It sounds like a thrilling drama, even if it is about banking, but today’s news that the Bank of England (BoE) is denying Venezuela access to its gold reserves certainly has the makings of a sensational story, fuelled by increasing US sanctions. And it also points to the value of crypto assets, which could have saved Venezuela from being shut out of its own gold reserves.
Venezuela asked the BoE to repatriate 14 tons of gold, valued at about $550 million, but there are fears that Nicolas Maduro, president of the United Socialist Party of Venezuela and the country at large will liquidate the gold for private gain. So, the BoE has said no. In more normal circumstances, the gold is state property and most governments would use it to help back a failing currency, but the Venezuelan government is terrified that US sanctions could result in freezing the gold, or even seizing it.
It is no coincidence that this news comes hard on the heels of President Trump imposing more sanctions on Venezuelan gold. This executive order doesn’t apply to the UK, but given the special relationship between the UK and USA, it appears that US government policy has a strong sway.
CCN also points out that it is quite surprising that Venezuela has so little in the way of gold reserves. Of course, they may have a stash hidden elsewhere. However, as the country has responded to it economic problems by printing more money and therefore creating a projected 1,000,000 percent inflation rate, it is just as likely that what is in the BoE is all that Venezuela has.
Sovereign states can be denied access to their own funds. That is why crypto assets have such a strong appeal, as they cannot be controlled in this way. CCN says: “The tired out phrase “be your own bank” shouldn’t even need to be advertised to a government of any legitimacy, but in the case of Venezuela, it would have served them well to have done so.”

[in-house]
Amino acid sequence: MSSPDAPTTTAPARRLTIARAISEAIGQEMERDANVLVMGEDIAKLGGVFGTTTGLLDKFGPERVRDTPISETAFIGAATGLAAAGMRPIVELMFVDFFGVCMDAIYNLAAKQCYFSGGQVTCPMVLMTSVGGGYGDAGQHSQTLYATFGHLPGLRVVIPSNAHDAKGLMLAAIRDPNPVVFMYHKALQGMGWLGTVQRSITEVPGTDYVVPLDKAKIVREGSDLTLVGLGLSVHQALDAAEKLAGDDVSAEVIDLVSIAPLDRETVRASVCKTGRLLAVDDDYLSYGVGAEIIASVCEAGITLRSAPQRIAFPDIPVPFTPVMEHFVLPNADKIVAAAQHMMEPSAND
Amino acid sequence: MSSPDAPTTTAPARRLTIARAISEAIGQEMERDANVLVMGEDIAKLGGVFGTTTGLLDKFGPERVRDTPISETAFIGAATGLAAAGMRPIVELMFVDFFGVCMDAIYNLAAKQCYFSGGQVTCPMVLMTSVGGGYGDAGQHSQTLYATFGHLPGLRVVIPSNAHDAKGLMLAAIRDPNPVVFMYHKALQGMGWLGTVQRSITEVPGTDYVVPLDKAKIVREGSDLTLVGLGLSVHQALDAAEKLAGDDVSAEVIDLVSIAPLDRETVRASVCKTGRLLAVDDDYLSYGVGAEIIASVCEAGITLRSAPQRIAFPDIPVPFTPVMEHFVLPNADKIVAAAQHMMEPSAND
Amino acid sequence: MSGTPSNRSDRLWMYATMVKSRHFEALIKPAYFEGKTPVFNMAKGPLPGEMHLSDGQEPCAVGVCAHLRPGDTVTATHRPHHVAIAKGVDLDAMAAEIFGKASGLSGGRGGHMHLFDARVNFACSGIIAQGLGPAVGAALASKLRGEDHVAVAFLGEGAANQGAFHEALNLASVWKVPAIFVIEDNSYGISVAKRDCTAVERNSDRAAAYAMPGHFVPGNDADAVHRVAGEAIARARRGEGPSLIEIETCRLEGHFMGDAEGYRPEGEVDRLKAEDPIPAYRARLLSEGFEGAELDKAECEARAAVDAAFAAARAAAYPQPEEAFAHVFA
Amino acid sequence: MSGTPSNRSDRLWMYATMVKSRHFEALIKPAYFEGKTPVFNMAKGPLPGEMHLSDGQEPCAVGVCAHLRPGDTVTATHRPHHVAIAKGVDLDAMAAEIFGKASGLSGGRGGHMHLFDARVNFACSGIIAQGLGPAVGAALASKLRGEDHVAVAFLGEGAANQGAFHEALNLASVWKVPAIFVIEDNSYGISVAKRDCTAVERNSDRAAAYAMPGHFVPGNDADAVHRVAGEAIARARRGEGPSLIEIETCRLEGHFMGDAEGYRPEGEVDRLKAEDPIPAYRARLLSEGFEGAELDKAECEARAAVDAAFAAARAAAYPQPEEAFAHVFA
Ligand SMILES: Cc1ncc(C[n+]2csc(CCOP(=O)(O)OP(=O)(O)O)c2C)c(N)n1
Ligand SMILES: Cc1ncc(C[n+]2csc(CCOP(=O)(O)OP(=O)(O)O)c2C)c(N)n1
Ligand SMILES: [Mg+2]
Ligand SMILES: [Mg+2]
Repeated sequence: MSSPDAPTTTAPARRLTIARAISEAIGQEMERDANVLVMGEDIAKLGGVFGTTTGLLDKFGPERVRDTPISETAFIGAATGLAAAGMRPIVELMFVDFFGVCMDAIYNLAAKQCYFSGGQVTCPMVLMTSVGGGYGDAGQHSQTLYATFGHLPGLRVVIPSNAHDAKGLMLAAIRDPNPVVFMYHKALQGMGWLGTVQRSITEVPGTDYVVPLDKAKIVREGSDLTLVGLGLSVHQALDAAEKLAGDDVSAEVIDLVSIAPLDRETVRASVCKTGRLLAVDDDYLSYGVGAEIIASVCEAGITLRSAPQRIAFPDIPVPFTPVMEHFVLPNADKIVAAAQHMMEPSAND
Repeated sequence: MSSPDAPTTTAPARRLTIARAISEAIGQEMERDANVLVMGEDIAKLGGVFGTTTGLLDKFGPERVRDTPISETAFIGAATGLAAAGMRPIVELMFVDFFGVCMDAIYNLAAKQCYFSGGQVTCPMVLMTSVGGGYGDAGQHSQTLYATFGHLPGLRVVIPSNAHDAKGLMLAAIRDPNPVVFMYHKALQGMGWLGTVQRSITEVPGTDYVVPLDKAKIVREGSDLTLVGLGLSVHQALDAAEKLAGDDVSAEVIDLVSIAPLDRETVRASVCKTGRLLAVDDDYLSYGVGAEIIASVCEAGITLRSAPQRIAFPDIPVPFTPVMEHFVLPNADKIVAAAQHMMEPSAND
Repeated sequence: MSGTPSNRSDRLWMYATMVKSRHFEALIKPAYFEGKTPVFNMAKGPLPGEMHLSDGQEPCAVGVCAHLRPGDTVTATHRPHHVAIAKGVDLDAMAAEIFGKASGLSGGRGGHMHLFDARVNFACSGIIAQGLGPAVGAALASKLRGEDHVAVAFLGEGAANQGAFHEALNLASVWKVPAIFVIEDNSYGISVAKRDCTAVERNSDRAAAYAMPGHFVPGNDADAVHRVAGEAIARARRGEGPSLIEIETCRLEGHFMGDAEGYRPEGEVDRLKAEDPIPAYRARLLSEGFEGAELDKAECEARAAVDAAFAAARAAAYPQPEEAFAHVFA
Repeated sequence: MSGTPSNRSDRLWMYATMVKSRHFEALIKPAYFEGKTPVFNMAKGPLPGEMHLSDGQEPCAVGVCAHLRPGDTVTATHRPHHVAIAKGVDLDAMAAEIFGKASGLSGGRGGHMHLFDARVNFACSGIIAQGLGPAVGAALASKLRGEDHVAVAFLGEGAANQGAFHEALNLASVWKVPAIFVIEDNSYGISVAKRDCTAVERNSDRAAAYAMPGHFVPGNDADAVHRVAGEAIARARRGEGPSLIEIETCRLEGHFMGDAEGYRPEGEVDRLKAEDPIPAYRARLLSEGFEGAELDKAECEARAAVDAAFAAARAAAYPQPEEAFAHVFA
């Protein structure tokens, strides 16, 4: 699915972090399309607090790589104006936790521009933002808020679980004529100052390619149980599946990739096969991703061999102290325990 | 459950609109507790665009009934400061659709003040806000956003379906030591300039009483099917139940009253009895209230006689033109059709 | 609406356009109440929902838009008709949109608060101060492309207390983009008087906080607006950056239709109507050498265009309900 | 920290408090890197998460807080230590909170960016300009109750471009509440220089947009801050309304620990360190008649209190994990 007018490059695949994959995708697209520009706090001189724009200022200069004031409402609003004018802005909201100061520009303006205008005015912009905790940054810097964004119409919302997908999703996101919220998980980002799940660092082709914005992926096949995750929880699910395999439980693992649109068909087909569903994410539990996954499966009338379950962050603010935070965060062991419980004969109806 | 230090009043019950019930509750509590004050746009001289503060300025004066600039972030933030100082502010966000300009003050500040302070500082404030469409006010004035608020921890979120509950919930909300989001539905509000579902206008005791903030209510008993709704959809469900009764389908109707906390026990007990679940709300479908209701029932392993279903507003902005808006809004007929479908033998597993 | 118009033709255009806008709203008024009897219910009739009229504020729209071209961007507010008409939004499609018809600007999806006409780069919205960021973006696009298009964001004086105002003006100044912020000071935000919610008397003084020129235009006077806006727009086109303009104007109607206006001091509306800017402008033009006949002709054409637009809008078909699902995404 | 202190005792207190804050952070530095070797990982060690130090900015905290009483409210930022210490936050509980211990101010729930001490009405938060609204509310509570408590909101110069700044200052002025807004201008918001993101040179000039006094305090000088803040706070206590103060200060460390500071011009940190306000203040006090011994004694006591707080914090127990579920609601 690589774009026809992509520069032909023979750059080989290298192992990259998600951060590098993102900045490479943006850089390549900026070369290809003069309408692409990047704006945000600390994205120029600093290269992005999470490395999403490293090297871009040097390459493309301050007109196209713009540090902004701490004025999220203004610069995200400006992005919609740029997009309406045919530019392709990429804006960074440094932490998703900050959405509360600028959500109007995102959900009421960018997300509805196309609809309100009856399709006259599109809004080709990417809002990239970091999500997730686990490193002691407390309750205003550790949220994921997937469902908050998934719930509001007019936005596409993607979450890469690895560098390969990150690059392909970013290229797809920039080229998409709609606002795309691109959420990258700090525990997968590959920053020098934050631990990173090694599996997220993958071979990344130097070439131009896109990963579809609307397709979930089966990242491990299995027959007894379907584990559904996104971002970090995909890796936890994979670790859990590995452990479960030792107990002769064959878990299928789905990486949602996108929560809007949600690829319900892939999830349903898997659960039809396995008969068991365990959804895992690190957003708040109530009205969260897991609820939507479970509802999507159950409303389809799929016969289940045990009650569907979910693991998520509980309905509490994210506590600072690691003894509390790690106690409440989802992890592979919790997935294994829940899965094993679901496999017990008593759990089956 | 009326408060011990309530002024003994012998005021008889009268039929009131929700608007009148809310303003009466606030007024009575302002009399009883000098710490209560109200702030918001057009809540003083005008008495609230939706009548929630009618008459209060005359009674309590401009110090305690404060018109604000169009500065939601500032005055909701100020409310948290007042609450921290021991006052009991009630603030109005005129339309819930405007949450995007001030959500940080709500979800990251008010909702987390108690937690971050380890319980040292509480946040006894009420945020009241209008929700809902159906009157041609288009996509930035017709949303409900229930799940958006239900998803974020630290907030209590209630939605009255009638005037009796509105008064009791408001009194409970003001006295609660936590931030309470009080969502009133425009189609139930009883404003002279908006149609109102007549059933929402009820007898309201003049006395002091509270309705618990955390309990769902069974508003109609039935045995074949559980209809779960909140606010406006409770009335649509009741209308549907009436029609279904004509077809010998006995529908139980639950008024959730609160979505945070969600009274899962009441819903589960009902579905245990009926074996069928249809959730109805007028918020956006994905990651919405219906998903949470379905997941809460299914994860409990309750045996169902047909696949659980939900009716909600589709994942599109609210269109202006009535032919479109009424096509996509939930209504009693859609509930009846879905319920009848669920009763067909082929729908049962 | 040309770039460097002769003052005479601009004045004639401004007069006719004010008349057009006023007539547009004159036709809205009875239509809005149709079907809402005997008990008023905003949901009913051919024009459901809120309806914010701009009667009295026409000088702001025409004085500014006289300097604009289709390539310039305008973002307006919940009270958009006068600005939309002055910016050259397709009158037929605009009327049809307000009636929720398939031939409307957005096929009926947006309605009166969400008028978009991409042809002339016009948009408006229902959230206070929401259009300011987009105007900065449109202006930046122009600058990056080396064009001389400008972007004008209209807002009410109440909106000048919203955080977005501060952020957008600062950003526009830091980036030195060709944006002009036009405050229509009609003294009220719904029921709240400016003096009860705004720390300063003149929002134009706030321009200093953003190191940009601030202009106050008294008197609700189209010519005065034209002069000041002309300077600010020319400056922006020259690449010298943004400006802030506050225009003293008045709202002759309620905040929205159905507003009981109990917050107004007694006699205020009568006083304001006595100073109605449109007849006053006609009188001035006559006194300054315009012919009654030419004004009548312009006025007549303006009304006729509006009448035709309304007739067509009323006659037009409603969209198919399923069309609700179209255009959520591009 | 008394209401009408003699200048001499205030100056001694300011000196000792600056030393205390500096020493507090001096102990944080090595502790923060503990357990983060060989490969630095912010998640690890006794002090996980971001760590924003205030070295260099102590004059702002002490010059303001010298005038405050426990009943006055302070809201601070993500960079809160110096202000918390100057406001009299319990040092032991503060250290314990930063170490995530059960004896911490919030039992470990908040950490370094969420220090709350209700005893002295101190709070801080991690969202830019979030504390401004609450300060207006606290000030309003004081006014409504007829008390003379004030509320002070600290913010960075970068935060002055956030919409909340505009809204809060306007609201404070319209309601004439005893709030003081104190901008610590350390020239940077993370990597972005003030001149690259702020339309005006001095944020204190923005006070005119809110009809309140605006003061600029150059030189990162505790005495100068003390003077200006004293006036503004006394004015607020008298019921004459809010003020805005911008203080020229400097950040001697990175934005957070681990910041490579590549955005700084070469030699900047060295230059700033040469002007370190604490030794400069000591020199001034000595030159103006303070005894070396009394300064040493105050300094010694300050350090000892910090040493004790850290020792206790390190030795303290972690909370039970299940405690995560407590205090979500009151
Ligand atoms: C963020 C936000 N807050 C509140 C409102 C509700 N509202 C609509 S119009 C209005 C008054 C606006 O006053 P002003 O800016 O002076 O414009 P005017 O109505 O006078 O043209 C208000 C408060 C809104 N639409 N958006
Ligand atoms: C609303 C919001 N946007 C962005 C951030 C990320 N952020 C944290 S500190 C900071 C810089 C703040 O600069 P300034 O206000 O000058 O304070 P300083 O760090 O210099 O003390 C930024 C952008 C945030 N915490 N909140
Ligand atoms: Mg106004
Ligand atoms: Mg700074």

Another way of looking at this case is that if the BoE just hands the gold back to Venezuela, it won’t help the country that much. The UK regulatory fears that Maduro might be out to steal the gold could be true, however, if they were digital gold reserves tied to smart contracts, he wouldn’t be able to do that.
Other countries that may end up in the dire economic circumstances that Venezuela is facing could protect themselves against such an outcome by exploring new ways to store and invest in digital assets, although not in the way Venezuela has with its Petro cryptocurrency. As CCN’s op-ed piece concludes; all the US sanctions have done is ensure that a new generation of Venezuelans grow up “with an undying hatred of the US and our foreign policy,” — whereas digital assets could have helped prevent this.